In response ACCCRN partners the Gorakhpur Environmental Action Group and Mercy Corps Indonesia are forming an Urban, Peri-Urban and Ecosystems Working Group. Along with colleagues from the Ecosystems Services for Poverty Alleviation initiative, the working group is looking to promote cross-learning among different interest groups and stakeholders, both within ACCCRN and alongside other partners, treating this as a learning platform to exchange ideas and experiences and undertake joint advocacy initiatives in a collective form. Its initial focus will be to look at critical themes including:
- Water related risk in urban/urbanising contexts including, but not limited to, flooding, salination of fresh water supply, water security and access, drought, and conservation of green space through restriction of damaging land use change patterns.
- The interaction and impact of cities in their surrounding landscapes, including watersheds and peri-urban regions.
- How upstream and downstream water management practices can raise resilience. Opportunities to integrate pro-poor/inclusive/just outcomes through ecosystem-based decision making into city resilience building through planning and budgeting in Asia.
- Exploring an ‘avoidance of loss and damage’ perspective (real and potential) in line with COP21.
- Knowledge sharing across geographic and thematic contexts.
- Networking with like-minded organisation, institutions, government bodies for policy advocacy around the peri-urban issue.
- Mapping the need for designing further research programmes to provide empirical evidences for necessary policy actions.
A high-quality, cutting-edge research that will improve understanding of the way ecosystems function, the services they provide and their relationship with the political economy and sustainable growth.
We are initiating an initial scoping study to map the diversity of problems between cities and landscapes, and the real and potential scale of loss & damage. This will involve in better understanding who the key stakeholders are across Asia; what information, and in what formats, is needed to advocate for policy, investment and implementation; and map barriers / enablers, particularly those related to urban governance and the political economy. The outcome will be to list costed options for future activities and products that would effectively leverage evidence to influence decision-makers in Asia to write better policies, and make better investment decisions; and suggest make recommendations to prioritise urban resilience work moving forward.
- Jim Jarvie – Mercy Corps Indonesia (ACCCRN member)
- Nivedita Mani – GEAG India (ACCCRN member)
- Jyotiraj Patra - Ecosystem Services for Poverty Allevitaion (ESPA) South Asia
- Urban practitioner
- Ecosystem practitioners / conservationist
- Indonesia Climate Alliance (ICA) ecosystem working group
- Interested member form Community of Practices (CoP) Vietnam
Urbanising centres and their peri-urban peripheries are located in a range of different ecosystems. These include, rural, forest and coastal landscapes. Whereas they provide critical services sustaining urban systems, when neglected, eroded or otherwise mismanaged they can pose risks like floods, droughts, landslides and food insecurity. Peri-urban areas, the transitional zones between urbanising areas and the surrounding ecosystems, are key to managing these and other hazards, many of these increasingly heightened through climate change impact.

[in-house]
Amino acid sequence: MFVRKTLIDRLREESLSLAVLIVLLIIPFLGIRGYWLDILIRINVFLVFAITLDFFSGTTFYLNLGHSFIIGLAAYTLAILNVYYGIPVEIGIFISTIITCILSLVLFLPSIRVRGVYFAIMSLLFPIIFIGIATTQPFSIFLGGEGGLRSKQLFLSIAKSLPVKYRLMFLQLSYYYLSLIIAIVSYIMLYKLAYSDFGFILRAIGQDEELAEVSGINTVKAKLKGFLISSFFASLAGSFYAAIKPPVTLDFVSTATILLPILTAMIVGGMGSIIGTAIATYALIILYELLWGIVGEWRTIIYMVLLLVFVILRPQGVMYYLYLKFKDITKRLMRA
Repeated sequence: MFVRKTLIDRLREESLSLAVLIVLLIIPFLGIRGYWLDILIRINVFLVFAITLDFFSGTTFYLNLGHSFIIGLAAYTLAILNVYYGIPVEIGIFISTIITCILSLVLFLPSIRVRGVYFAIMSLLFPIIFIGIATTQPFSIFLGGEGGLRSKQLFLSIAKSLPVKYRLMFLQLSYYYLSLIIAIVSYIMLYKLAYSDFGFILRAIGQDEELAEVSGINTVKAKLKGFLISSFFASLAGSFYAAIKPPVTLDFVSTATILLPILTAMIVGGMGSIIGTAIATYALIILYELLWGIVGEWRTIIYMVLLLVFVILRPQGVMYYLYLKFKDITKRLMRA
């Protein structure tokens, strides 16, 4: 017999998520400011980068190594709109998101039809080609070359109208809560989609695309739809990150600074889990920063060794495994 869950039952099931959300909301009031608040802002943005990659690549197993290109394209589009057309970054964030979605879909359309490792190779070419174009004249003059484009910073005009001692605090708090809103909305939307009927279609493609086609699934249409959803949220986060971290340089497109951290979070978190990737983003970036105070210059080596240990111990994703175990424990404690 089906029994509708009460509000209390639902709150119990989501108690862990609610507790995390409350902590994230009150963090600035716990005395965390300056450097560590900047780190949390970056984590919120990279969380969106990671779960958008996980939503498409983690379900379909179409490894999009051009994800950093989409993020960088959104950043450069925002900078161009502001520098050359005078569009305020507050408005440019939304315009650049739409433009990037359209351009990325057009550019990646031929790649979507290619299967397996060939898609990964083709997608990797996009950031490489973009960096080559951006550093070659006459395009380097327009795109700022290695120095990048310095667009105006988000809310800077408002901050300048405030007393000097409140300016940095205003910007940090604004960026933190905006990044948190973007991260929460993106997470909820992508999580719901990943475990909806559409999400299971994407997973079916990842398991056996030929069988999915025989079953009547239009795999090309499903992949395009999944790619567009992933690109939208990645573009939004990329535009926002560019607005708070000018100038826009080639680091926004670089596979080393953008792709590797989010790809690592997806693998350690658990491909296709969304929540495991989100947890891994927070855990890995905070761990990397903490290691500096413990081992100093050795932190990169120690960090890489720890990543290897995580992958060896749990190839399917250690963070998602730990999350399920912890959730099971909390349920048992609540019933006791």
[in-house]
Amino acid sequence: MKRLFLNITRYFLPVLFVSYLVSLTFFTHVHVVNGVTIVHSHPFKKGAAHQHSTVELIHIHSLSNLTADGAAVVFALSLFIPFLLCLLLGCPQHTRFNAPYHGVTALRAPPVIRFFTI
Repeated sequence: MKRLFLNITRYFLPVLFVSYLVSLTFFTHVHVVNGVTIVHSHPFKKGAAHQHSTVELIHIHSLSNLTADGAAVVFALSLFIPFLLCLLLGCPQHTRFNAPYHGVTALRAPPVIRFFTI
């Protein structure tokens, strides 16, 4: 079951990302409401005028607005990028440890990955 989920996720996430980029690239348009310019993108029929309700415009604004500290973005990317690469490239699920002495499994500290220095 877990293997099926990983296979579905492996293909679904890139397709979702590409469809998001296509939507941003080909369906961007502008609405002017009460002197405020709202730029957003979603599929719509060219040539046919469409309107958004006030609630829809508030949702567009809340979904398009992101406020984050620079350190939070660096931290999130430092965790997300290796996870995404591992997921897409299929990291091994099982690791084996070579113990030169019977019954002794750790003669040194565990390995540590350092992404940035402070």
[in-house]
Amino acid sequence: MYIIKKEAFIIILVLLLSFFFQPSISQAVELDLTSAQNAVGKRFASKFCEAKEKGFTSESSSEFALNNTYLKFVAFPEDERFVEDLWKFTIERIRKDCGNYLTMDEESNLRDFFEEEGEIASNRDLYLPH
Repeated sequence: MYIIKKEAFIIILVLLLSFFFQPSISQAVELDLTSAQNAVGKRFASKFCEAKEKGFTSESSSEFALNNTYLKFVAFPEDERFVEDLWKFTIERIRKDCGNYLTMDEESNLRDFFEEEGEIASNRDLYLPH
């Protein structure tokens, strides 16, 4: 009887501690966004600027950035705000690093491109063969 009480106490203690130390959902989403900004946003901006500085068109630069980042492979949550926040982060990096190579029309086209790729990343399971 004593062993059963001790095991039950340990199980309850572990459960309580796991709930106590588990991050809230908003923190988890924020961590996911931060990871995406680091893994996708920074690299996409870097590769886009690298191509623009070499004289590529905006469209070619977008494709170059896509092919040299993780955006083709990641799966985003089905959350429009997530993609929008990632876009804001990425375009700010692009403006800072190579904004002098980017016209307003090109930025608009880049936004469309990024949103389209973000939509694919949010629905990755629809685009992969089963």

Peri-urban areas often have semi-natural ecosystems providing natural resources for growing cities, while being increasingly influenced by urban economic drivers. This two-way interaction changes the lifestyles and choices of peri-urban inhabitants as their environment goes through rapid change. The extractive nature of urbanisation places a low premium on preserving supporting ecosystems, which are barely recognised and especially so if outside of strict administrative boundaries. In such cases, city governance functions in a vacuum isolated from perceived hinterlands. A lack of “joined up governance” in urbanising areas usually leads to encroachment of ecologically sensitive lands for housing and other construction activities.
The experiences of the ACCCRN initiative, which initially spanned 10 cities across India, Vietnam, Thailand and Indonesia, and now expanded to over 60, showed that ecosystem based adaptation is key to building urban climate change resilient in cities. The provisioning, regulating, supporting and cultural services provided by ecosystems for a city support underpin functioning urban systems.
Understanding of Urban Climate Change Resilience and its interaction with peri urban and ecosystem services is dismal at policy levels on multiple scales in multiple countries. Causes are numerous, including governance capacity failure and obstacles to coordination within city administrations, and between these administrations and those of adjacent areas.
Experience has shown that governance and policy support are critical to achieving desired long-term outcomes for inclusive urban resilience building. Legislation is needed to institutionalize approaches to ecosystem challenges, create funding streams for initiatives, formalize ownership of peri-urban areas, outline and coordinate the involvement of relevant stakeholders including municipal and other governments, and create enforceable mechanisms for accountability in the provision of ecosystem services.